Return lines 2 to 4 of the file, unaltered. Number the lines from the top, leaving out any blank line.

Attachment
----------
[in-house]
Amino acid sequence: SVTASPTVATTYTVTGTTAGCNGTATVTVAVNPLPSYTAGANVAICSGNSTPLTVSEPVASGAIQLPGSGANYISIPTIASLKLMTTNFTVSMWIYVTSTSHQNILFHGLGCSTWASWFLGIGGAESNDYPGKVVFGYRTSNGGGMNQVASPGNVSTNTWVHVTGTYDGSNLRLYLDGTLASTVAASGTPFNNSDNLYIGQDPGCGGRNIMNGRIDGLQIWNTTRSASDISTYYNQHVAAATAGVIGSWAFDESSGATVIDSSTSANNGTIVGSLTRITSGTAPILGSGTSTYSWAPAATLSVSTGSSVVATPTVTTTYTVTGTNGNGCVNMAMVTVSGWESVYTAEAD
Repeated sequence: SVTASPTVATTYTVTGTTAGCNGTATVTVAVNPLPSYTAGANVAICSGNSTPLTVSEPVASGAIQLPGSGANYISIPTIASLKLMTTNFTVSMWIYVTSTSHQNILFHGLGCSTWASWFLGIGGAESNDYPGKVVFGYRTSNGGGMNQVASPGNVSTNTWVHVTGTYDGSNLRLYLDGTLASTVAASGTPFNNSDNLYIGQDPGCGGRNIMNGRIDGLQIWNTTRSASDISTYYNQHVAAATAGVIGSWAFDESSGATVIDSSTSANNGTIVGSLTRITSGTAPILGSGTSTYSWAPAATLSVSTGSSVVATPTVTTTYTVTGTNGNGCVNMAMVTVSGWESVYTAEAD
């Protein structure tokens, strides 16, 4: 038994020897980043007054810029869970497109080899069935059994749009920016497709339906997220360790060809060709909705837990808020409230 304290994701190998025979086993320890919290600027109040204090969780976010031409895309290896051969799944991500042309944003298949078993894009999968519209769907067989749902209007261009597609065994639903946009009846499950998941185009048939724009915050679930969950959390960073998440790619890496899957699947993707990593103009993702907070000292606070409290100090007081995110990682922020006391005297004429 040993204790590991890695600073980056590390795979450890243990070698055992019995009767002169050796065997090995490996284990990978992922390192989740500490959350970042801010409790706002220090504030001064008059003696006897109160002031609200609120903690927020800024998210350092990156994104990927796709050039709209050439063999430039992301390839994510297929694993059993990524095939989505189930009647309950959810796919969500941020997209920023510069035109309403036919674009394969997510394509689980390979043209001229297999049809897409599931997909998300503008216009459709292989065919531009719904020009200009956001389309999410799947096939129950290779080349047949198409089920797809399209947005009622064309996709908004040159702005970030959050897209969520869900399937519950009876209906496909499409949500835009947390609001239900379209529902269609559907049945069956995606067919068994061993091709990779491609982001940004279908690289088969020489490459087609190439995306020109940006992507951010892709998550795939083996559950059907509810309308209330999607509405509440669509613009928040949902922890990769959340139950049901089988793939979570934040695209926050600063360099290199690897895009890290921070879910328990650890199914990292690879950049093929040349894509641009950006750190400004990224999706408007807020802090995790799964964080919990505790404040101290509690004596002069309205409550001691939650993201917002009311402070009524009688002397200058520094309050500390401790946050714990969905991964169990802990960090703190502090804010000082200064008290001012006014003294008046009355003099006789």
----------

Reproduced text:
Amino acid sequence: SVTASPTVATTYTVTGTTAGCNGTATVTVAVNPLPSYTAGANVAICSGNSTPLTVSEPVASGAIQLPGSGANYISIPTIASLKLMTTNFTVSMWIYVTSTSHQNILFHGLGCSTWASWFLGIGGAESNDYPGKVVFGYRTSNGGGMNQVASPGNVSTNTWVHVTGTYDGSNLRLYLDGTLASTVAASGTPFNNSDNLYIGQDPGCGGRNIMNGRIDGLQIWNTTRSASDISTYYNQHVAAATAGVIGSWAFDESSGATVIDSSTSANNGTIVGSLTRITSGTAPILGSGTSTYSWAPAATLSVSTGSSVVATPTVTTTYTVTGTNGNGCVNMAMVTVSGWESVYTAEAD
Repeated sequence: SVTASPTVATTYTVTGTTAGCNGTATVTVAVNPLPSYTAGANVAICSGNSTPLTVSEPVASGAIQLPGSGANYISIPTIASLKLMTTNFTVSMWIYVTSTSHQNILFHGLGCSTWASWFLGIGGAESNDYPGKVVFGYRTSNGGGMNQVASPGNVSTNTWVHVTGTYDGSNLRLYLDGTLASTVAASGTPFNNSDNLYIGQDPGCGGRNIMNGRIDGLQIWNTTRSASDISTYYNQHVAAATAGVIGSWAFDESSGATVIDSSTSANNGTIVGSLTRITSGTAPILGSGTSTYSWAPAATLSVSTGSSVVATPTVTTTYTVTGTNGNGCVNMAMVTVSGWESVYTAEAD
């Protein structure tokens, strides 16, 4: 038994020897980043007054810029869970497109080899069935059994749009920016497709339906997220360790060809060709909705837990808020409230 304290994701190998025979086993320890919290600027109040204090969780976010031409895309290896051969799944991500042309944003298949078993894009999968519209769907067989749902209007261009597609065994639903946009009846499950998941185009048939724009915050679930969950959390960073998440790619890496899957699947993707990593103009993702907070000292606070409290100090007081995110990682922020006391005297004429 040993204790590991890695600073980056590390795979450890243990070698055992019995009767002169050796065997090995490996284990990978992922390192989740500490959350970042801010409790706002220090504030001064008059003696006897109160002031609200609120903690927020800024998210350092990156994104990927796709050039709209050439063999430039992301390839994510297929694993059993990524095939989505189930009647309950959810796919969500941020997209920023510069035109309403036919674009394969997510394509689980390979043209001229297999049809897409599931997909998300503008216009459709292989065919531009719904020009200009956001389309999410799947096939129950290779080349047949198409089920797809399209947005009622064309996709908004040159702005970030959050897209969520869900399937519950009876209906496909499409949500835009947390609001239900379209529902269609559907049945069956995606067919068994061993091709990779491609982001940004279908690289088969020489490459087609190439995306020109940006992507951010892709998550795939083996559950059907509810309308209330999607509405509440669509613009928040949902922890990769959340139950049901089988793939979570934040695209926050600063360099290199690897895009890290921070879910328990650890199914990292690879950049093929040349894509641009950006750190400004990224999706408007807020802090995790799964964080919990505790404040101290509690004596002069309205409550001691939650993201917002009311402070009524009688002397200058520094309050500390401790946050714990969905991964169990802990960090703190502090804010000082200064008290001012006014003294008046009355003099006789």